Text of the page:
by J. Pharoah Doss
Political theorists make distinctions between negative and positive rights. A negative right is when a person can freely do something without interference from the government. A positive right requires the government to provide a person with something at the expense of another.
Affirmative Action applied a similar distinction to discrimination.
Discrimination is not inherently harmful. It simply means to distinguish. Negative discrimination, on the other hand, is creating a differentiation against a person based on the group to which that person belongs rather than on the person’s particular qualities.
The Civil Rights Act of 1964 prohibited discrimination based on race, color, religion, gender, and national origin, but its primary goal was to eliminate negative discrimination against Black Americans.
The Civil Rights Act was in agreement with the opposing argument in the 1896 Supreme Court case Plessy v. Ferguson, which established segregation. Justice John Marshall Harlan wrote, “Our constitution is color-blind, and neither tolerates classes among citizens. In respect of civil rights, all citizens are equal before the law. The humblest is the peer of the most powerful. The law regards man as man and takes no account of his surroundings or his color when his civil rights, as guaranteed by the supreme law of the land, are concerned.”
Since Plessy was the nation’s largest legal error, liberals agreed that repealing Plessy and passing civil rights laws weren’t enough. Civil rights were negative rights that abolished negative discrimination but did not immediately fix Plessy’s mistake.
President Lyndon B. Johnson declared in 1965 that America would not be satisfied with legal and theoretical equality. To become a “great society,” America must advance to a higher level of civil rights and pursue “equality as a result” to heal the damage done by negative discrimination.
In an executive order to encourage nondiscriminatory hiring practices among government employers, President Johnson’s predecessor coined the term “Affirmative Action.” In this case, race was not considered a factor in deciding whether to hire or reject a candidate.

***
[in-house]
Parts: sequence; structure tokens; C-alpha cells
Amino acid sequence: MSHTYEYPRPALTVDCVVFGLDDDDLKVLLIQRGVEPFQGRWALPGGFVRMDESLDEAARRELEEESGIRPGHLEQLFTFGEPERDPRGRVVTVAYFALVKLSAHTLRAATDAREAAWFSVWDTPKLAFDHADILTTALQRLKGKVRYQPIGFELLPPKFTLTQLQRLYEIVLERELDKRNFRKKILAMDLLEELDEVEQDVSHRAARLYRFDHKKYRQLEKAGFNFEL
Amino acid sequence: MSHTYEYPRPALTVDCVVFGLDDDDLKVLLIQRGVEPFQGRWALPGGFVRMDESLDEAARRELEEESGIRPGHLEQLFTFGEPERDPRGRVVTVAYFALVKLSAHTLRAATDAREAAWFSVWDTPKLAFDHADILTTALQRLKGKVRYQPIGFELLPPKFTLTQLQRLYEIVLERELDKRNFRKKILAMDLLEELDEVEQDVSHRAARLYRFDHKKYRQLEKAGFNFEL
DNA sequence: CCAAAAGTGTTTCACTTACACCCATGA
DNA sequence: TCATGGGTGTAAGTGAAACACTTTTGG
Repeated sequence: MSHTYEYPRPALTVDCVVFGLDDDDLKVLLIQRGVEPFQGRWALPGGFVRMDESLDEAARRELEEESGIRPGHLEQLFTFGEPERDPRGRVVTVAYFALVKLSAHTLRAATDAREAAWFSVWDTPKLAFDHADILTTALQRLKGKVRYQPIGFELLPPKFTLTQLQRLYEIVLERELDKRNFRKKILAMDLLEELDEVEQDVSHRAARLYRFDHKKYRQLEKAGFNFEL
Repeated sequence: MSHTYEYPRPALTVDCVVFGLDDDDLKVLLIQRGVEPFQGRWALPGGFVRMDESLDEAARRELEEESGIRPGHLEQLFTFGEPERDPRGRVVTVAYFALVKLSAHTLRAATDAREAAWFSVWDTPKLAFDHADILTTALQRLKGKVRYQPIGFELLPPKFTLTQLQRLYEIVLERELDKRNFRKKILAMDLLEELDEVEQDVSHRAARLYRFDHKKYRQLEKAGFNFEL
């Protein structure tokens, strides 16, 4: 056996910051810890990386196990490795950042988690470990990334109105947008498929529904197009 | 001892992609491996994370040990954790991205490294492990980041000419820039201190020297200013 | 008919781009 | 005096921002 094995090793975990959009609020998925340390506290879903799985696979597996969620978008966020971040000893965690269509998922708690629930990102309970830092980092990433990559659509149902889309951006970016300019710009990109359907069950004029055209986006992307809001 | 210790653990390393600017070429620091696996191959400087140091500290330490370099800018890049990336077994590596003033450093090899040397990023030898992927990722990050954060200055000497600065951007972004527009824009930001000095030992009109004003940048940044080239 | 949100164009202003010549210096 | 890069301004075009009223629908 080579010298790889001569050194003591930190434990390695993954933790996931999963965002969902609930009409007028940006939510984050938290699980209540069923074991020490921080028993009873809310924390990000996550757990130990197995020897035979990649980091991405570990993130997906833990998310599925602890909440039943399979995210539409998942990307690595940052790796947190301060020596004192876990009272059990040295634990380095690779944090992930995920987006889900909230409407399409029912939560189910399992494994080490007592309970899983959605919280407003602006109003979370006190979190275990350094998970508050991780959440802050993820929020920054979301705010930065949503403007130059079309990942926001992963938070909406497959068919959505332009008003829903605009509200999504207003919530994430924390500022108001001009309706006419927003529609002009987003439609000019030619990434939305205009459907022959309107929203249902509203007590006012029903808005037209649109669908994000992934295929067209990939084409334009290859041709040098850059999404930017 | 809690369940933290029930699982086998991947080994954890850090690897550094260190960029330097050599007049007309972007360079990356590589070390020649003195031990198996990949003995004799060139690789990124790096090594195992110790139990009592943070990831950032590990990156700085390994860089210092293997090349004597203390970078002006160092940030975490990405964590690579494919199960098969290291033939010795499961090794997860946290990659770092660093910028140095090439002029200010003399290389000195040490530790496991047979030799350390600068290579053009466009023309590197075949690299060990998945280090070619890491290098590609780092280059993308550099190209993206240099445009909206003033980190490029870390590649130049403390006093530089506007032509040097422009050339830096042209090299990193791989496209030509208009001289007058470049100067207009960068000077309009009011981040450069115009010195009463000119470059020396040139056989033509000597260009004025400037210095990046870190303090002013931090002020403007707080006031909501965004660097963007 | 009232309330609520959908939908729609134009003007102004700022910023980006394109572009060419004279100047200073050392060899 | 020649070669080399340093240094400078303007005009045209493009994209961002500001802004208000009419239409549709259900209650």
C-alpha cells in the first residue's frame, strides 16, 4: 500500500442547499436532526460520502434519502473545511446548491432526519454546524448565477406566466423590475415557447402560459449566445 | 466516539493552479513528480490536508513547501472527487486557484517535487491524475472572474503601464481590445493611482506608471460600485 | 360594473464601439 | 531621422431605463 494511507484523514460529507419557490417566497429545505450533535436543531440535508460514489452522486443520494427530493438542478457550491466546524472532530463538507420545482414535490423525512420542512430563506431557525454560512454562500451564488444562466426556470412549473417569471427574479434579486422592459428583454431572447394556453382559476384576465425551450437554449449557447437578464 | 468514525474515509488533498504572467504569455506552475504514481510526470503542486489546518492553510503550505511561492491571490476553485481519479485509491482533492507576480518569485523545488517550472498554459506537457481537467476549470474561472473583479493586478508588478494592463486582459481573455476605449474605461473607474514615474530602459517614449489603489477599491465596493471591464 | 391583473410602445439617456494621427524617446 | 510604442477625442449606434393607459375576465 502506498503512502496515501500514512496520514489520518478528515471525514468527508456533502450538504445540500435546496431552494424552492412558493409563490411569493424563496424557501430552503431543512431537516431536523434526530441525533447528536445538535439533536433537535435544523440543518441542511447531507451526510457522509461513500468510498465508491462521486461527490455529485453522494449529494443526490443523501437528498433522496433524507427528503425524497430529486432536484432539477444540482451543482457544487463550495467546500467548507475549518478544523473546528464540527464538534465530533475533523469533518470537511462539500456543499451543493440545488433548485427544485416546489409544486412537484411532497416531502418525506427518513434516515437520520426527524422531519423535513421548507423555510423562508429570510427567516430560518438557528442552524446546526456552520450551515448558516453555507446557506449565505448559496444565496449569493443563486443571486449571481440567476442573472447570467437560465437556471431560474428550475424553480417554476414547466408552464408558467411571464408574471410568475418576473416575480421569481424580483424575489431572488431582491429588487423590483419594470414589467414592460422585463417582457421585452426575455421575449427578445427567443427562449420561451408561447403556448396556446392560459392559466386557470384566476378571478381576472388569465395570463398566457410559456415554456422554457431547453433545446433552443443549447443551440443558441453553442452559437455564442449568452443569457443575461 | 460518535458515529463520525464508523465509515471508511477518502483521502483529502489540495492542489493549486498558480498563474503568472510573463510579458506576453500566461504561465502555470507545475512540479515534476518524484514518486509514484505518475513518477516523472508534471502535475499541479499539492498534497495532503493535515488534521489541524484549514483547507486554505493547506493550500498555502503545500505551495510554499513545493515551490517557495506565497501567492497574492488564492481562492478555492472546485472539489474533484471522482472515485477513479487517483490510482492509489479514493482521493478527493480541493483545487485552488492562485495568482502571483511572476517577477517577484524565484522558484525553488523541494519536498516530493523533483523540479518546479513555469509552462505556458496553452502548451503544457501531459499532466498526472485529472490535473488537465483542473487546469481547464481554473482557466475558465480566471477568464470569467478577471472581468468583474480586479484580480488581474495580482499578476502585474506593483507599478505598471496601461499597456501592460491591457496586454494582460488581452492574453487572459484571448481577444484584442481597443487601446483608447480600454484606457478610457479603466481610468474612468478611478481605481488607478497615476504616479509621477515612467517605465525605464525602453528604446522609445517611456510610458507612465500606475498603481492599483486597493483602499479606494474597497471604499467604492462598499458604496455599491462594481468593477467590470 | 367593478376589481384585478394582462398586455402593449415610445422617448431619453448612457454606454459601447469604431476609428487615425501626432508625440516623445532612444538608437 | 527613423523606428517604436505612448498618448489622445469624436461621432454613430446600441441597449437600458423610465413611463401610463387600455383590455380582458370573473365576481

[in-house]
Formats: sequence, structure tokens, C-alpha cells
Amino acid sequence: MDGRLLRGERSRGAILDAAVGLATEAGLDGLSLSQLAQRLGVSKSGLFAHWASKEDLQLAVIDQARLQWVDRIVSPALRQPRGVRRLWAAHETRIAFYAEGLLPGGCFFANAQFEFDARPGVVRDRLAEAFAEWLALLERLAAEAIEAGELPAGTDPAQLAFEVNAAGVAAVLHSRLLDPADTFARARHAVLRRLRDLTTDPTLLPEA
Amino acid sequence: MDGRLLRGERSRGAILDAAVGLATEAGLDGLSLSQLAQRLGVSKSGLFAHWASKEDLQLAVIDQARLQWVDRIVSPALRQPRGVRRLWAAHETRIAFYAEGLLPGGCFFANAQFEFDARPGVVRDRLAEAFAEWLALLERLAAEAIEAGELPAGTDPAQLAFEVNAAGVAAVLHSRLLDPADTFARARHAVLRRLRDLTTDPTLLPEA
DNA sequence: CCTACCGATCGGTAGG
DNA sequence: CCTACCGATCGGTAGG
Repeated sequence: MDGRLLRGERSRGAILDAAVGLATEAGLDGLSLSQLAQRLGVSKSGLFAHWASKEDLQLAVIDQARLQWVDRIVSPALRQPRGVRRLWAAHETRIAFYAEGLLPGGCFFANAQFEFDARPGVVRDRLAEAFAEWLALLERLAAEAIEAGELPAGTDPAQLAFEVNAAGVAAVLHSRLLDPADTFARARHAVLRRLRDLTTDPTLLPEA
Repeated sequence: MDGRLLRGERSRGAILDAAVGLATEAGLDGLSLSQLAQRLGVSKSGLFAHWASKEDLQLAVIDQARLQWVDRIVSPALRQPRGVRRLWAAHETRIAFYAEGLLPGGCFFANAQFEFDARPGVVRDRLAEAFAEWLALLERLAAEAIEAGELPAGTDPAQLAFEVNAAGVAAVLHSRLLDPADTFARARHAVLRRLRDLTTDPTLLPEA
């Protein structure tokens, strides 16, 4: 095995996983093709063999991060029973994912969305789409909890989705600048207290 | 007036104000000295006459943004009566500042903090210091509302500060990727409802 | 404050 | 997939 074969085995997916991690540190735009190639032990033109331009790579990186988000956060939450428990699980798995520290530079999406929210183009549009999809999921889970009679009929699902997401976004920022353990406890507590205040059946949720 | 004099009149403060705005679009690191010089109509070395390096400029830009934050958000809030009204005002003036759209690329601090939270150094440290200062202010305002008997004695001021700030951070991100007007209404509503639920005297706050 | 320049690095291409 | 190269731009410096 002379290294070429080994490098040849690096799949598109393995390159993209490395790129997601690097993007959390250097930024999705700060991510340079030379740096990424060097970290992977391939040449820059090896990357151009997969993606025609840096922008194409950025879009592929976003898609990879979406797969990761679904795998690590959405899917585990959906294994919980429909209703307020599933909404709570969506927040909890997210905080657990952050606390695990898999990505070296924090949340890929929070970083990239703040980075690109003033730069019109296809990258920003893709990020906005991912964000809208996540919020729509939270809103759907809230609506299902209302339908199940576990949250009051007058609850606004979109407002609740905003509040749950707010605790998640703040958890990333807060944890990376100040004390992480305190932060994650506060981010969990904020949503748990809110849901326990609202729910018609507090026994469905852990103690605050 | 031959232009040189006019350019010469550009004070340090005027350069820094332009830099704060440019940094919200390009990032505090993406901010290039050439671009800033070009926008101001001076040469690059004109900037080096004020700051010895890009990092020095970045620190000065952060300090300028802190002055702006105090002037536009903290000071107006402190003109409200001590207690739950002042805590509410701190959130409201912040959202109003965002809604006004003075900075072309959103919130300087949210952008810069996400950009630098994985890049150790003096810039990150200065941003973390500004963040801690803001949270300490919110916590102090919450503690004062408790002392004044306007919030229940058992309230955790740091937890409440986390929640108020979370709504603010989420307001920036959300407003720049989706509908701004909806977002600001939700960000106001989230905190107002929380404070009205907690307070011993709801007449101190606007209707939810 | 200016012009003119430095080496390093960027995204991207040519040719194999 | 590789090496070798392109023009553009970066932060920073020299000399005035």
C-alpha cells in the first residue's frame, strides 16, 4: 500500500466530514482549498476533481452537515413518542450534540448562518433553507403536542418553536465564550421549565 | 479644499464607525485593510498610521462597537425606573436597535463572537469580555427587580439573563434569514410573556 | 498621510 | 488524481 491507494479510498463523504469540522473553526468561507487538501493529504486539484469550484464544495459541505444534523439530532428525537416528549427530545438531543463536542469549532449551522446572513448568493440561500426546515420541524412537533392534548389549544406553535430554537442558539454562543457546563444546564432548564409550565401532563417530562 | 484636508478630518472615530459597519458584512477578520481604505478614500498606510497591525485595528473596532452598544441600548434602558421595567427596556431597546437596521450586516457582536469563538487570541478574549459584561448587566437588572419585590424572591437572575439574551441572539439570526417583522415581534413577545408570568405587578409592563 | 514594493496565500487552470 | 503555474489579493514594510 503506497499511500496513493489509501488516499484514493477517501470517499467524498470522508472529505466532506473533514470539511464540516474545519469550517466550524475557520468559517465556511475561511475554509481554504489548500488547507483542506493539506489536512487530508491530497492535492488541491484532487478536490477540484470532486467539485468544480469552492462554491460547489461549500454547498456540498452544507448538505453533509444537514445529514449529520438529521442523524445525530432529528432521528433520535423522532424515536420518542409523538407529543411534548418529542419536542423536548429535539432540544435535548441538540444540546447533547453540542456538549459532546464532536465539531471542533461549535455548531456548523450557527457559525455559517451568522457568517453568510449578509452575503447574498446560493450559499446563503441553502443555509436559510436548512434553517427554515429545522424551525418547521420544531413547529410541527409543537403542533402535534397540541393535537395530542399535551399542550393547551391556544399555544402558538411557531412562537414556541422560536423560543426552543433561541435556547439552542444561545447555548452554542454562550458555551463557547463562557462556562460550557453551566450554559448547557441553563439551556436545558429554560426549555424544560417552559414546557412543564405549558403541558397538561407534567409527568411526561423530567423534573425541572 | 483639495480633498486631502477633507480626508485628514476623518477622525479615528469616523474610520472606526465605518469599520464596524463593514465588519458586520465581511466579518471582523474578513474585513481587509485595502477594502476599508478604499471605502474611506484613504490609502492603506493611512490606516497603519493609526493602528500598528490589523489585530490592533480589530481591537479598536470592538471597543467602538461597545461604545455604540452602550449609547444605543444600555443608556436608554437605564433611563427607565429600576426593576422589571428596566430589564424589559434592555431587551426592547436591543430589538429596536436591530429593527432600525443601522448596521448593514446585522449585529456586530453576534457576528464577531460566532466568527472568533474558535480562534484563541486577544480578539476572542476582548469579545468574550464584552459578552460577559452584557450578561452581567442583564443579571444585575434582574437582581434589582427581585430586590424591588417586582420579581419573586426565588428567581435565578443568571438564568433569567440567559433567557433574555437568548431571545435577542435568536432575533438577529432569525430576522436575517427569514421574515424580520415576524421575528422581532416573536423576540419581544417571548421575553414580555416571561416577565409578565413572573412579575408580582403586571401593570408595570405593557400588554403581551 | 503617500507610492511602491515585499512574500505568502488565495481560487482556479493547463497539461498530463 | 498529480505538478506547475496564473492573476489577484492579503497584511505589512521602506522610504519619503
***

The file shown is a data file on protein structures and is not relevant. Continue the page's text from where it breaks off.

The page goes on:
On the other hand, the term affirmative action, was also attributed to President Johnson’s vow to assure equal outcomes through corrective measures. In schools and universities, “affirmative action” sought to include historically marginalized groups by providing preferential treatment.
White students eventually came to believe that special treatment for minorities in college admissions came at their expense. These corrective procedures were termed “reverse discrimination” by White students, who filed a legal challenge to Affirmative Action.
However, in 1978, the Supreme Court decided in favor of Affirmative Action. Justice Harry Blackmun said, “In order to get beyond racism, we must first take account of race. And in order to treat some people equally, we must treat them differently.”
The concept of reverse discrimination was rejected. The liberals claimed that negative discrimination was the result of prejudice combined with power. Minority groups did not have the power to discriminate against the White majority. These corrective measures may cause inconvenience for some White students, but affirmative action has no negative effects on Whites as a whole.
For these liberals, Affirmative Action constituted “positive discrimination,” not “reverse discrimination.” Any policy that favored members of disadvantaged minority groups was a net positive, regardless of its negative consequences. The effort to correct the past and address present-day racism outweighed the isolated incidents of discrimination against White students.
Affirmative Action was back on the Supreme Court’s agenda four decades later.
This time, Asian students complained that Harvard’s Affirmative Action practices limited the number of Asian students who entered the university. Since Asians aren’t classified as disadvantaged, positive discrimination has had a negative effect on them as a group.
Positive discrimination is only “positive” when it inconveniences members of the majority. Once it harms another minority group, it becomes an illegal act. The problem here was that Asians were being punished for what Whites did to Blacks.
Under these circumstances, the Supreme Court couldn’t uphold Affirmative Action. In a 6-3 decision, the Supreme Court ruled that using race as a factor in college admissions violated the 14th Amendment’s equal protection clause.
Race-neutral college admissions won’t be the end of the world. Hopefully, it will end that worldview promoted by Ibram X. Kendi that suggests the only remedy for past discrimination is present discrimination, and the only remedy for present discrimination is future discrimination.
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